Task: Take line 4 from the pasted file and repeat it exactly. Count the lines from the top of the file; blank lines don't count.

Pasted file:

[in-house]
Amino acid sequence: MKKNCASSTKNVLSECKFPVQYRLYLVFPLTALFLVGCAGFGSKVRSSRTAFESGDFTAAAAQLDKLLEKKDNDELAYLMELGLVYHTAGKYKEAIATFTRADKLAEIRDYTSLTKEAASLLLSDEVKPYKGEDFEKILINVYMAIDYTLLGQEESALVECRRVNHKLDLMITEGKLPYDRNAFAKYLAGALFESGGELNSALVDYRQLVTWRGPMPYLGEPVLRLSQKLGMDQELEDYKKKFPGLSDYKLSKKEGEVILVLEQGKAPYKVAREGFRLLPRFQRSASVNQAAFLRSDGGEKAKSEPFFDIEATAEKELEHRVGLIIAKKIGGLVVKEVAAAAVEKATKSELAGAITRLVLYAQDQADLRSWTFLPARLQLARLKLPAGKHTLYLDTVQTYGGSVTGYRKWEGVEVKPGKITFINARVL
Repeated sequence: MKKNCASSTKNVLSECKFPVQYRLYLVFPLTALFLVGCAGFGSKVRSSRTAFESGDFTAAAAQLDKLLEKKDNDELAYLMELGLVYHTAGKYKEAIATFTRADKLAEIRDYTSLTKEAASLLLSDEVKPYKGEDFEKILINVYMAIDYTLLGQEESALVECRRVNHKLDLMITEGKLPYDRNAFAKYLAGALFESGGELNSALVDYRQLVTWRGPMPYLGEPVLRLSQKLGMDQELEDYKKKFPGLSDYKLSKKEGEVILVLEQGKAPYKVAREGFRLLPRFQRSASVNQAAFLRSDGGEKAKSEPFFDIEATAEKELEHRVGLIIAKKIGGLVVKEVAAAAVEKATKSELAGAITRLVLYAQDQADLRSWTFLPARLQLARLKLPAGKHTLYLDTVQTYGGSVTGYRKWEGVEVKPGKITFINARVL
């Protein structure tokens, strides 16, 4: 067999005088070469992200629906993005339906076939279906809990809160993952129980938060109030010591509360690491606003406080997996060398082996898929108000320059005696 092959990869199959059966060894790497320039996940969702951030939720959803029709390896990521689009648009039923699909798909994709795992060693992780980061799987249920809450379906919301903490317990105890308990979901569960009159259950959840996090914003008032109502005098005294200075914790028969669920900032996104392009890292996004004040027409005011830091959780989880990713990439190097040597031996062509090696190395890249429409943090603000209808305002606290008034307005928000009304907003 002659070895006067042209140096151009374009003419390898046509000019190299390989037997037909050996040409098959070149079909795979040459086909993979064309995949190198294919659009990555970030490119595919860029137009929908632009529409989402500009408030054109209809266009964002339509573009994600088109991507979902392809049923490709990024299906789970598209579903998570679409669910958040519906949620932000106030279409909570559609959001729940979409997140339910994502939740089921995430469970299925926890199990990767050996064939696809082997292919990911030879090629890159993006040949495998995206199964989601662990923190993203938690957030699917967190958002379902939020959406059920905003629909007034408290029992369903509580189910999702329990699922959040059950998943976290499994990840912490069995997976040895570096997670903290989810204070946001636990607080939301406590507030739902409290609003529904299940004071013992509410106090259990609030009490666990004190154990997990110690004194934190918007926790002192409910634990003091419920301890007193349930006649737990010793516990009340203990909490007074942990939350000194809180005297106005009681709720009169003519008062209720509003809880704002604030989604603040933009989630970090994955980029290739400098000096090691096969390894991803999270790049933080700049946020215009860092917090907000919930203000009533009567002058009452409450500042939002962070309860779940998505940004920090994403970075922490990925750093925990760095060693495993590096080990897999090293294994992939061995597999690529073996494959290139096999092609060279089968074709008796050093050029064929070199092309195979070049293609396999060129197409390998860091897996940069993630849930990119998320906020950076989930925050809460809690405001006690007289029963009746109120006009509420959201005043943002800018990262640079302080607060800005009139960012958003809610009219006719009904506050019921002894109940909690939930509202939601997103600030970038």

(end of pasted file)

């Protein structure tokens, strides 16, 4: 067999005088070469992200629906993005339906076939279906809990809160993952129980938060109030010591509360690491606003406080997996060398082996898929108000320059005696 092959990869199959059966060894790497320039996940969702951030939720959803029709390896990521689009648009039923699909798909994709795992060693992780980061799987249920809450379906919301903490317990105890308990979901569960009159259950959840996090914003008032109502005098005294200075914790028969669920900032996104392009890292996004004040027409005011830091959780989880990713990439190097040597031996062509090696190395890249429409943090603000209808305002606290008034307005928000009304907003 002659070895006067042209140096151009374009003419390898046509000019190299390989037997037909050996040409098959070149079909795979040459086909993979064309995949190198294919659009990555970030490119595919860029137009929908632009529409989402500009408030054109209809266009964002339509573009994600088109991507979902392809049923490709990024299906789970598209579903998570679409669910958040519906949620932000106030279409909570559609959001729940979409997140339910994502939740089921995430469970299925926890199990990767050996064939696809082997292919990911030879090629890159993006040949495998995206199964989601662990923190993203938690957030699917967190958002379902939020959406059920905003629909007034408290029992369903509580189910999702329990699922959040059950998943976290499994990840912490069995997976040895570096997670903290989810204070946001636990607080939301406590507030739902409290609003529904299940004071013992509410106090259990609030009490666990004190154990997990110690004194934190918007926790002192409910634990003091419920301890007193349930006649737990010793516990009340203990909490007074942990939350000194809180005297106005009681709720009169003519008062209720509003809880704002604030989604603040933009989630970090994955980029290739400098000096090691096969390894991803999270790049933080700049946020215009860092917090907000919930203000009533009567002058009452409450500042939002962070309860779940998505940004920090994403970075922490990925750093925990760095060693495993590096080990897999090293294994992939061995597999690529073996494959290139096999092609060279089968074709008796050093050029064929070199092309195979070049293609396999060129197409390998860091897996940069993630849930990119998320906020950076989930925050809460809690405001006690007289029963009746109120006009509420959201005043943002800018990262640079302080607060800005009139960012958003809610009219006719009904506050019921002894109940909690939930509202939601997103600030970038």